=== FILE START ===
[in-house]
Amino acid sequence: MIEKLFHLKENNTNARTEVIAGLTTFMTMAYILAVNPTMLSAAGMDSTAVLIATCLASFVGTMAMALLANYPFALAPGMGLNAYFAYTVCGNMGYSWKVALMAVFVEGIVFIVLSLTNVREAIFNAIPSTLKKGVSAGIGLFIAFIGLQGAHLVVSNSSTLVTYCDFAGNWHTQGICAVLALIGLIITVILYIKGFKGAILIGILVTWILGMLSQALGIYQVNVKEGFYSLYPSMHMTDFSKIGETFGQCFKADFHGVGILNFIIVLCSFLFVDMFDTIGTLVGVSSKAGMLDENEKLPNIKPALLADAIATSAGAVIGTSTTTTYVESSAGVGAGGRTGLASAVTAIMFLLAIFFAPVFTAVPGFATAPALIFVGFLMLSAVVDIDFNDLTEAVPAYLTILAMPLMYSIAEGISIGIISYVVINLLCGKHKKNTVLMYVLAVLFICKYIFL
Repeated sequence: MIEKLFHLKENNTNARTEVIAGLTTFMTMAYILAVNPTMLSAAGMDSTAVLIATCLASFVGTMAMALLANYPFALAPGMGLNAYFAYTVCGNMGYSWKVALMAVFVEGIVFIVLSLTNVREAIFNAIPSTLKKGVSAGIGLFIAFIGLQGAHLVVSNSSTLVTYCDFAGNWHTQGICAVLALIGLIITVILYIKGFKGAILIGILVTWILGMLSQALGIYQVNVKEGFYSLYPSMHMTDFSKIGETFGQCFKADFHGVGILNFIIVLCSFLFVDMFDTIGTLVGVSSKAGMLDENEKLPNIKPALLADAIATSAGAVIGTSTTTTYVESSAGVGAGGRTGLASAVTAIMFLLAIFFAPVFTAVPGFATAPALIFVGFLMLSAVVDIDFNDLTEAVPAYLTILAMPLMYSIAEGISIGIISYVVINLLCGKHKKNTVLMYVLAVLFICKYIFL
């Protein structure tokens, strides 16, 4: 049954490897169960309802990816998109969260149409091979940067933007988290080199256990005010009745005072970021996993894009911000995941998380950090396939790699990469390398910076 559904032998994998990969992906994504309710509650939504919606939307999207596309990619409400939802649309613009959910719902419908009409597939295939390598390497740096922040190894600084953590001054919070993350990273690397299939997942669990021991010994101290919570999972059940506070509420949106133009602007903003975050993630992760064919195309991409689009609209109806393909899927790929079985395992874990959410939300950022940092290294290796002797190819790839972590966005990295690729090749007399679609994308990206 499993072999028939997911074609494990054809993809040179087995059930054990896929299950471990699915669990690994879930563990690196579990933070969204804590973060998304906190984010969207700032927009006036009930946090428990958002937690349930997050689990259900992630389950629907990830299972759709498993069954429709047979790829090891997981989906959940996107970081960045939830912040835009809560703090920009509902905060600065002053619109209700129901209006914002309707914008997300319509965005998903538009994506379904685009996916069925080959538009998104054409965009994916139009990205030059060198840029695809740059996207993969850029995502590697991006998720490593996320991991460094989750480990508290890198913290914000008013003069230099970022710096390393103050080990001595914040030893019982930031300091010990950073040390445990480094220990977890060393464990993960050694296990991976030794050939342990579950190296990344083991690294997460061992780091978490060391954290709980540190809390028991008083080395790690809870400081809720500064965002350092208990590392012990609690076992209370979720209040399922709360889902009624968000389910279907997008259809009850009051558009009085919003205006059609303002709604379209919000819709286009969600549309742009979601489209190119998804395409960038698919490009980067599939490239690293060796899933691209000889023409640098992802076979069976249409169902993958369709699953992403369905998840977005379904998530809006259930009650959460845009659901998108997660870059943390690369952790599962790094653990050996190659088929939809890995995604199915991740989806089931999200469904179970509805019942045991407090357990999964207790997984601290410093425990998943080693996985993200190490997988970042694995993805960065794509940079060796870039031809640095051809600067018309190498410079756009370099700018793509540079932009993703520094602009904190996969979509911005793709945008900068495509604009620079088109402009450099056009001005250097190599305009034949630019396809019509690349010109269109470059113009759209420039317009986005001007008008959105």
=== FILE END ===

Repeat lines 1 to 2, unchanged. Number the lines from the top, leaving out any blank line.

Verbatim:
[in-house]
Amino acid sequence: MIEKLFHLKENNTNARTEVIAGLTTFMTMAYILAVNPTMLSAAGMDSTAVLIATCLASFVGTMAMALLANYPFALAPGMGLNAYFAYTVCGNMGYSWKVALMAVFVEGIVFIVLSLTNVREAIFNAIPSTLKKGVSAGIGLFIAFIGLQGAHLVVSNSSTLVTYCDFAGNWHTQGICAVLALIGLIITVILYIKGFKGAILIGILVTWILGMLSQALGIYQVNVKEGFYSLYPSMHMTDFSKIGETFGQCFKADFHGVGILNFIIVLCSFLFVDMFDTIGTLVGVSSKAGMLDENEKLPNIKPALLADAIATSAGAVIGTSTTTTYVESSAGVGAGGRTGLASAVTAIMFLLAIFFAPVFTAVPGFATAPALIFVGFLMLSAVVDIDFNDLTEAVPAYLTILAMPLMYSIAEGISIGIISYVVINLLCGKHKKNTVLMYVLAVLFICKYIFL